Newspaper Archive of
The New Era Paper
Sweet Home, Oregon
April 4, 2012     The New Era Paper
PAGE 14     (14 of 20 available)        PREVIOUS     NEXT      Full Size Image
PAGE 14     (14 of 20 available)        PREVIOUS     NEXT      Full Size Image
April 4, 2012

Newspaper Archive of The New Era Paper produced by SmallTownPapers, Inc.
Website © 2021. All content copyrighted. Copyright Information.     Terms Of Use.     Request Content Removal.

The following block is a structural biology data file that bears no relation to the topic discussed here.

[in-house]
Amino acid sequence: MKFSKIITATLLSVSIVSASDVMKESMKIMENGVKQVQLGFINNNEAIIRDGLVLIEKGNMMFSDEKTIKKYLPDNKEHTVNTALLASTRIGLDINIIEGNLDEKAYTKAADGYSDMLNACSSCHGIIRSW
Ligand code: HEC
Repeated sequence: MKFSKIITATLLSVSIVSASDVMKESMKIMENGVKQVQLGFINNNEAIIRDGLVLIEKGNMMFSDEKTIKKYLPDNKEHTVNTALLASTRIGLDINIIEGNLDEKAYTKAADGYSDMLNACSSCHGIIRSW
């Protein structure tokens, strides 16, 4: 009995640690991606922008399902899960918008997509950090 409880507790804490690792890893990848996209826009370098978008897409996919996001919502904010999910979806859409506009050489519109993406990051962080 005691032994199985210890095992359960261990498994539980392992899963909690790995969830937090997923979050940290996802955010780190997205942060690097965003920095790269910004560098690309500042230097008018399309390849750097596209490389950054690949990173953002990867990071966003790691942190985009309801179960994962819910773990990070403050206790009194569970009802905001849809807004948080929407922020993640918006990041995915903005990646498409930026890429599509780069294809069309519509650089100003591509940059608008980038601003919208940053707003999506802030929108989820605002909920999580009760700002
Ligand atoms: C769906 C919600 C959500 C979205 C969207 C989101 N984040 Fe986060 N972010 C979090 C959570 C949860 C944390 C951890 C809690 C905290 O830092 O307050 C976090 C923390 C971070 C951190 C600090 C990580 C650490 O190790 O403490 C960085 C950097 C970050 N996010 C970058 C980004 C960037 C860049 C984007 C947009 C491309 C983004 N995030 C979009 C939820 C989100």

Ill ill| BilHIIn WgOl|g | H wnm, wil iw l,limPn HR, Ellq mini  I! Ili|l|ilYilili Page 14 II Planners From page 1 Planning commissioners recommended a new variance ordinance for approval by the City Council 4-0 on Monday night during its regular meeting. "We threw this ordinance out, pretty much," said Community Development Director Carol Lewis. Basically, the Planning Commissions started over. Here and there, the proposed ordinance retains some of the same language, but it&apos;s almost entirely new. The process remains the same, she said, and it matches what the Planing Commission is doing now. The new ordinance adds application requirements, Lewis said. Those did not exist previously and commissioners had problems understanding what an applicant was planning. "What we're getting at here is show us this stuff so we can see what you're trying to do," Lewis said. The ordinance now.spells out what materials must come with an application. The criteria have changed substantially, although the purpose is similar, Lewis said. Under the existing ordinance, the criteria simply must be considered, and then the Planning Commission can make a choice regardless of whether the request meets them. Under the new ordinance, the variance application will need to meet the criteria. Current criteria permit a variance for exceptional or extraordinary circumstances applied to a property, based on lot size, Shape, topography or other circumstance. The variance must be necessary to preserve a property fight and cannot be materially detrimental to the purposes of the code or property in the vicinity. It also must be the minimum necessary to alleviate the hardship. The new criteria" say that the resulting development may not be detrimental to public health or safety, conflict with the Comprehensive Plan, be the minimum needed for reasonable use of the property and be consistent with the purposes of the zone. The cumulative effect of variances must still result in a project consistent with the purpose of the zone, and negative impacts from the variance can be mitigated to the extent it is practical. Vot J C.oM Mt JNITV can sign off on two-year extensions as long as there are no changes to the plan, Lewis said. In addition to variance- revisions, the commission approved a recommendation to prohibit the burial of human remains on private property. Currently, state law allows individuals to bury human remains on their proPerty with the permission of a Planning Commission, Lewis said. Sweet Home doesn't have a process in place, and following discussion in work sessions in recent months, the commission suggests simply prohibiting such burials. Among the reasons, the small size of property raises health concerns about burials in proximity to wells and gardens. Visitation easements could devalue propertyl Future subdivisions of larger lte Te Er. - April 4, 2012 lots could be problematic if there were burial grounds that required adjusting infrastructure and lots to protect them, limiting buildable area. Natural resource areas, such as wetlands, floodplains and riparian zones could also be negatively impacted by it. Attending the Planning Commission meeting were commissioners Alan Culver, Greg Stephens, Eva' Juruey and Chairman Henry Wolthuis. Absent were Anay Hausner, Lance Gatchell and Michael E. Adams. In other business, the commission: Approved several variances for Northern Investments to site a 24-foot manufactured home at 1901 19th Ave. Among the variances were the size of the home, 24 feet wide, and the 3/12 pitch of the roof. "You do this enough, you see 'ou're not really reading these words the current criteria) anyway," Lewis aid. "You're looking at these kinds ,f things (the new criteria)." Along with the criteria, there is human factor too, Lewis said. The Lew ordinance allows the commission a take into account"considerations," uch as the economic impact on an pplicant if a:variance is denied; the hysical impacts the development ould have with noise, traffic and aore; preservation of native tree pecies; and even the aesthetics of he proposal. The commission cannot pprove a variance based on such onsiderations, Lewis said, but it can Lelp the commissbn figure out how n application may fit the criteria. The new ordinance allows Lewis a sign off on single-year extensions ,f variances, and the commission Phone Discounts AvaiLable to CenturvLink Customers The Oregon Public Utility Commission designated CenturyLink as an Eligible Telecommunications Carrier within its service area for universal service puqoses. Centnr} L.inks basic loca rwce razes t},)r re.;ideita mcc lines are ,8.75 - ';1"4.4 er month and bsmes services ;ire  6.O I to $27.25 p,: r/OTlh DCCI:lC r:cs vU i,e provided t/port o.ilC<l t ear 'l.k o]/brs Likline scr,ce ......... mers v,'i,o meb{ clig.bdz[5 2e12. our cLs*omcrs mR3 be c{gm{e I the "vr/icma{c  certain lbdcra/or sta:.e a:a.;sla:ce '31)k, rams or have a kose{/o{d almt; joss itcomc at or he w 135% of the" fcdma "xwerv cve. 1 l iemc > avai/ab|c tar m{} me wrchnc  wlreD.% tele,hore : lov>ehoid |oik:l:ne i> ]ol lranstb.."mb]e arid docl cmarm ofchebili>, n m ircd o eraall. (.(ail  me r'sidcms oF 4merk:al lndial a]d Aaskan Nati',c tnt?a" an(i:a may bc cliib; ;k r addmonal ([1.',00 II.S k'ifeline eligible subscribe ma}' also qaalit) Ikr reliable home high-speed Internet service up to 1.5Mbps lbr $9.95* per month lbr the tirs 12 months of service. Further details are available at cenmrylinkcm/intemetbasics If you live in a Cenmr? Link service area. pease call 1-800-20 I--4(})9 w vfsi{ century] mk icom;hcUnc witbquesu0ks or ro reg{c an applk:auon lbr Uw Lifeline progrm 05 CHEVY TRAILBLAZER LS zlx4 Alloys Stock#424gA S9,349 aryl Nothiger, left, meets with, from d Kathleen McMullen of Northwest i Rose rom page 1 1 iver Road, and now that piece of Photo by Sean C. Morg= left, Gall Gregory of East Linn Museum, Carollin NOthiger, Jerri Mar Rose Historians. Sweet Home history is preserved in Portland. Charlie Nothiger lived near the aid grocery store on North. River, Nothiger said. "The Real Deal" PRIMAS|NG MOTORS (541) 258-8191 --' -800-225-4670 1211 SOUTH MAIN ST.. A HE "Y N LEBANON "Laura (King) and I, wt we do is we locate historic ros and relocate them to public plac where they can be appreciated al cared for," said McMullen, a W sonville resident. "We're on abe our seventh." The Nothiger rose is the on one from overseas, she said. Ty I cally, the roses have been broug with pioneers traveling from t east along the Oregon Trail. The two have planted one re in Olympia. Wash.. McMullen saJ The rest have been in Oregon. They've been planting the rc es forabout two years. McMull said. King volunteers at the Lo Fir Cemetery in Portland. T cemetery has a rose garden plant by Mary Drain Albro. Drain Albro began the gard in 1936 after looking around a: noticing that pioneer roses we disappearing, McMullen said. S founded the Pioneer Rose Ass ciation and went to work recow ing some 23 species that had be brought to Oregon. In 1949. the PRA disbande and Drain Albro gave all of her search to Pacific University in F( est Grove. McMullen said. Tt inspired King, and she form Northwest Rose Historians w McMullen. Morse said she would like plant the rose at the museum son time in the ne;t few weeks. For more information, vi http://nwrosehistorians.com on web. tn e at s ,s d L1- Ut ly ht le se d. s- n le le d n ld re le a- ,r- }n d. e- 1"- at :d th tO e- fit le